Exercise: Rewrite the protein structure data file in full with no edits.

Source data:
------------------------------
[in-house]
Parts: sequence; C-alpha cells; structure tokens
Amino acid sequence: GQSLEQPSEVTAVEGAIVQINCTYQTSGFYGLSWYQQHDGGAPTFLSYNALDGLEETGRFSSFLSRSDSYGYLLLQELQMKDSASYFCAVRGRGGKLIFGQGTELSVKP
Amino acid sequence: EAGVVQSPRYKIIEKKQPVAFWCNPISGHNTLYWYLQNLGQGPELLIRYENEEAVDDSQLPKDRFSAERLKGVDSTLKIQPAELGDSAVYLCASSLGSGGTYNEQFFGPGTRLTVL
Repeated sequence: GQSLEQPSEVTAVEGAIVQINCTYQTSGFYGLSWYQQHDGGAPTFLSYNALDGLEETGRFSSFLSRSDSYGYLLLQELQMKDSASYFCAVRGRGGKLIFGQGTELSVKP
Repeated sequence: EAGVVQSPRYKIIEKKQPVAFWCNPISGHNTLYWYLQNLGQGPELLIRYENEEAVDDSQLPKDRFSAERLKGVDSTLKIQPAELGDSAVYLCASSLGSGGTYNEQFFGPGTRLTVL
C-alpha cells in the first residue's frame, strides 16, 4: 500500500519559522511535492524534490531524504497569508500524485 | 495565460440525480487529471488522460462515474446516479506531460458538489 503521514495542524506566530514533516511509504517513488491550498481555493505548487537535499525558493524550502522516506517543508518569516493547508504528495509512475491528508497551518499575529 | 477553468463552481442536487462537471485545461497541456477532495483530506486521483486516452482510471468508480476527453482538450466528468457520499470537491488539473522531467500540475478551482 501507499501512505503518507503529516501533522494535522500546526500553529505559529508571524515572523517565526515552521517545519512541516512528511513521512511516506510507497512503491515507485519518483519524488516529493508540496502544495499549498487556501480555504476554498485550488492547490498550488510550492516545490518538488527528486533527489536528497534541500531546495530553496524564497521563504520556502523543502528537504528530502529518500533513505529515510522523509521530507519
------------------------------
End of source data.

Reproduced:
[in-house]
Parts: sequence; C-alpha cells; structure tokens
Amino acid sequence: GQSLEQPSEVTAVEGAIVQINCTYQTSGFYGLSWYQQHDGGAPTFLSYNALDGLEETGRFSSFLSRSDSYGYLLLQELQMKDSASYFCAVRGRGGKLIFGQGTELSVKP
Amino acid sequence: EAGVVQSPRYKIIEKKQPVAFWCNPISGHNTLYWYLQNLGQGPELLIRYENEEAVDDSQLPKDRFSAERLKGVDSTLKIQPAELGDSAVYLCASSLGSGGTYNEQFFGPGTRLTVL
Repeated sequence: GQSLEQPSEVTAVEGAIVQINCTYQTSGFYGLSWYQQHDGGAPTFLSYNALDGLEETGRFSSFLSRSDSYGYLLLQELQMKDSASYFCAVRGRGGKLIFGQGTELSVKP
Repeated sequence: EAGVVQSPRYKIIEKKQPVAFWCNPISGHNTLYWYLQNLGQGPELLIRYENEEAVDDSQLPKDRFSAERLKGVDSTLKIQPAELGDSAVYLCASSLGSGGTYNEQFFGPGTRLTVL
C-alpha cells in the first residue's frame, strides 16, 4: 500500500519559522511535492524534490531524504497569508500524485 | 495565460440525480487529471488522460462515474446516479506531460458538489 503521514495542524506566530514533516511509504517513488491550498481555493505548487537535499525558493524550502522516506517543508518569516493547508504528495509512475491528508497551518499575529 | 477553468463552481442536487462537471485545461497541456477532495483530506486521483486516452482510471468508480476527453482538450466528468457520499470537491488539473522531467500540475478551482 501507499501512505503518507503529516501533522494535522500546526500553529505559529508571524515572523517565526515552521517545519512541516512528511513521512511516506510507497512503491515507485519518483519524488516529493508540496502544495499549498487556501480555504476554498485550488492547490498550488510550492516545490518538488527528486533527489536528497534541500531546495530553496524564497521563504520556502523543502528537504528530502529518500533513505529515510522523509521530507519